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Your Portfolio: Your Story

With graduation a mere 28 days away, the reality that I am indeed graduating and will begin conducting face-to-face interviews has started to set in. Making this reality seem all the more real, my professor for Strategic Social Media and Strategic Public Relations Communications, Kelli Matthews, came into my Public Relations Campaigns course last Tuesday to discuss portfolio reviews.

The thought of portfolio reviews sends shivers down my spine. Professionals looking over and judging my portfolio? Yikes. Making this process even more intimidating is the manner in which I have to present each piece in my portfolio: by telling that piece’s story and how it was/is related to a greater campaign. It is suggested to all Campaigns students to tell the piece’s story by answering the questions: What was the problem/challenge? How did you/your team address it? What was the outcome?

After Kelli mentioned this process, I freaked out. I don’t know the story behind all of the work I highlight in my portfolio, especially the work completed during my internship with Edelman. No one ever sat me down at Edelman and said, “This is why we need xyz media list created and this is how it will help xyz campaign.” I felt like I needed to take everything from Edelman out immediately even though this work is some of my best. “What is the story behind xyz media list?” I kept repeating in my brain. How was is relevant to the client? What did it help Edelman and the client achieve?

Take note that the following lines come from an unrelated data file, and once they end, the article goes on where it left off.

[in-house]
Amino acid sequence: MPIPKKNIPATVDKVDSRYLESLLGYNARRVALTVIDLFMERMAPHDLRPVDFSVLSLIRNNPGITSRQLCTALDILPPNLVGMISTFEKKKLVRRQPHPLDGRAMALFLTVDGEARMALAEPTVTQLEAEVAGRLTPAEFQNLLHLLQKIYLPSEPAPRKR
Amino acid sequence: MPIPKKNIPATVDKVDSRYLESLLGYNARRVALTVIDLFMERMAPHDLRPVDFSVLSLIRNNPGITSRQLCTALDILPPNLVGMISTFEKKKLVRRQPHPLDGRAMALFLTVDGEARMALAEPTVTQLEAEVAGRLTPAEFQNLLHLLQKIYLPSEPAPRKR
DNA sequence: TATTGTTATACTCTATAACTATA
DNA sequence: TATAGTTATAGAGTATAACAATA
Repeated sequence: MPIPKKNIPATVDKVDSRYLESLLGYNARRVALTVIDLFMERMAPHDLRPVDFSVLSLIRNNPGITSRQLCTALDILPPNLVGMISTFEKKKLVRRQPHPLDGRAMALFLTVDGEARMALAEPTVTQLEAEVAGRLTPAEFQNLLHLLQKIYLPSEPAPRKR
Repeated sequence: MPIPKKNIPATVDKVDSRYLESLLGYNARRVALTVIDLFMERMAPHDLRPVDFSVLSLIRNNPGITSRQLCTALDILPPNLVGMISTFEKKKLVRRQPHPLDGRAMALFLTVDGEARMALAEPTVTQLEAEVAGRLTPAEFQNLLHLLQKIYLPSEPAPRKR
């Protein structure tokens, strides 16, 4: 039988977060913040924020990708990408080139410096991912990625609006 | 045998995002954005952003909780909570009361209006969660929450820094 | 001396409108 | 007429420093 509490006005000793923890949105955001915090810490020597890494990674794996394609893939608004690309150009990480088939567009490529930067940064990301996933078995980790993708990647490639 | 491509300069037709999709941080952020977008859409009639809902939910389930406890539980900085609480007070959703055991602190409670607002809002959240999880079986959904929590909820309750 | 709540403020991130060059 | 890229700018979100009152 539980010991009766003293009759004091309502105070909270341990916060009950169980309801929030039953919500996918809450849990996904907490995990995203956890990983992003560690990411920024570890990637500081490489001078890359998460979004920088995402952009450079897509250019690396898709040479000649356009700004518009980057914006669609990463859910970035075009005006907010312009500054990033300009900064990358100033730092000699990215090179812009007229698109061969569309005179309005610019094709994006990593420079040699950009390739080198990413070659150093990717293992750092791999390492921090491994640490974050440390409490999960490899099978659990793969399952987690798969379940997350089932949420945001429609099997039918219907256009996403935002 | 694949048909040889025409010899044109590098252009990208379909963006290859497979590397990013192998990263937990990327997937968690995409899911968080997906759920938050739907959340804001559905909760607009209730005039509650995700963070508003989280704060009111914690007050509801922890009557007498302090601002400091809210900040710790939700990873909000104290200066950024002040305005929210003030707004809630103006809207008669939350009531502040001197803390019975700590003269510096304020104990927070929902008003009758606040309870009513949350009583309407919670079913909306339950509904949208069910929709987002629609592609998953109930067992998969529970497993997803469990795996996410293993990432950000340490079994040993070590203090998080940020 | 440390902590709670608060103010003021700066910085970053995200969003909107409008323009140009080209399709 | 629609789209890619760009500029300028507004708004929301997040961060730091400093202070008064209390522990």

After ruminating over all of these thoughts for a solid ten minutes, I stuck my hand in the air. “What if we don’t know the story behind one of our pieces?” I asked Kelli.

She then began to walk me through steps to figure out a piece’s story when it is not entirely obvious. One of the first questions she asked was: “Well, what was it that you created?” I replied, “A media list.”